‘Three Little Pirates’ (1946) was the 96th short comedy made by The Three Stooges for Columbia Pictures. It was photographed from Monday, April 15th through Thursday, April 18th, 1946 and was released on Thursday, December 5th of that year (the 339th day of the Gregorian Calendar). In spite of Curly’s all-to-obvious illness (due to the series of strokes he’d suffered over the previous two years) it’s a top-flight Stooge effort all around, and certainly the last of the great Curly shorts. Under Edward Bernds always polished direction, the Stooges fire on all cylinders. Clyde Bruckman’s perfect three-act script is tightly woven and includes one of the Stooges best routines, the ‘Maha–Ahah’ wherein Curly pretends to be a Maharaja and speaks double talk with Moe. (It was first seen in a feature the Stooges appeared in in 1941 called ‘Time Out For Rhythm’). The prison break sequence which comprises the first act contains many painful to watch head injuries for both Curly and Larry–I sure as hell hope they used rubber props for those head-bangers though given Curly’s clear case of traumatic brain injury I fear they did not. The second act is the ‘Maharaha’ routine and although Curly’s speech is slow and sometimes slurred he remains a top-flight physical comedian. (The fall he takes which lands him in a head-stand at 9:40 is all him, not a double). Curly’s unfortunate decline in the last two years of his tenure with the Stooges is recounted by director Bernds in his memoir.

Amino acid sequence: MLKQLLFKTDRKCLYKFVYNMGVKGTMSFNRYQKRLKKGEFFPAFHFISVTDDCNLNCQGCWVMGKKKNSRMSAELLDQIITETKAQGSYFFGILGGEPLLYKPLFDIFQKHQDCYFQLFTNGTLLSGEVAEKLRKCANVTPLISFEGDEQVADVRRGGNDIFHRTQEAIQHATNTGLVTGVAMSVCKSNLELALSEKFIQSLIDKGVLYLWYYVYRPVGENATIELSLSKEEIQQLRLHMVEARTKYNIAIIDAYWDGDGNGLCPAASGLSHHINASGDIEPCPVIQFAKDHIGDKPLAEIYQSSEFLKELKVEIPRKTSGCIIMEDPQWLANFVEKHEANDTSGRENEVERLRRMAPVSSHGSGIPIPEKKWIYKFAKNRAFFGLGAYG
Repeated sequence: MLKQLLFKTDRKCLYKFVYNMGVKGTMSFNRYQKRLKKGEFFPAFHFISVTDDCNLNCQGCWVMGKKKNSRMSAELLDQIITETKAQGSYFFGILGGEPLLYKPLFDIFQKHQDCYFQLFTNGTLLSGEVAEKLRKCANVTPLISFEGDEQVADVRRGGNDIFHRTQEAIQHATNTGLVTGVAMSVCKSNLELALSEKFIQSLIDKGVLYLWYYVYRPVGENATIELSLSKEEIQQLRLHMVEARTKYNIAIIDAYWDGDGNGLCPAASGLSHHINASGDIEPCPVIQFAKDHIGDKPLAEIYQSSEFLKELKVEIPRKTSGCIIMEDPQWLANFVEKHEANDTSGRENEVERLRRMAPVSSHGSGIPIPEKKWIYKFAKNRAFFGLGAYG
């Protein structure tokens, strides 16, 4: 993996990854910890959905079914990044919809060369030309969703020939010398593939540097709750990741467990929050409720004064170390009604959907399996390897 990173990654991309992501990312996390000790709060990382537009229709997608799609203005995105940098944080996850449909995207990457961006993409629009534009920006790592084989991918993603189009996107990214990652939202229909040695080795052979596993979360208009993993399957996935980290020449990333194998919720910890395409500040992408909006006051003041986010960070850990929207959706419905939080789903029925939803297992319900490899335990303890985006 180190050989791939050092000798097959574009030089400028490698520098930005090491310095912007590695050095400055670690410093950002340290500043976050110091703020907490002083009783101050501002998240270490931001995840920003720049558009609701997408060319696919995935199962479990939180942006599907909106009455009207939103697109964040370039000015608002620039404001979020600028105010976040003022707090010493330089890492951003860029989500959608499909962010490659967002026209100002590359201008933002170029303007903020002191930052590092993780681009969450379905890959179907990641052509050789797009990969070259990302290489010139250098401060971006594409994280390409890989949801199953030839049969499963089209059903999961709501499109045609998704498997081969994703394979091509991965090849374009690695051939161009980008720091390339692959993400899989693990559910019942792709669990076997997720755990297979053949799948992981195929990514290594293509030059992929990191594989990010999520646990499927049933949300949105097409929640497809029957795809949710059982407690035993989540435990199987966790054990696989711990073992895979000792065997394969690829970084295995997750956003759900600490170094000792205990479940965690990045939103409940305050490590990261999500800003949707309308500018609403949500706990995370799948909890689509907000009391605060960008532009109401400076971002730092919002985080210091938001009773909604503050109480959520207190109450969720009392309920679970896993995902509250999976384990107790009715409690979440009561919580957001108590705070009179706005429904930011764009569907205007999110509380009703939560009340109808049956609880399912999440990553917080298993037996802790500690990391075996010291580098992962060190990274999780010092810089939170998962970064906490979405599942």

“I guess I should be thankful that Curly was in one of his ‘up’ periods, because it was strange the way he went up and down. He was down for A Bird in the Head and The Three Troubledoers, he was up for Micro-Phoniesway down for Monkey Businessmen. In Three Little Pirates, he was terrific. It was the last flash of the old Curly.”


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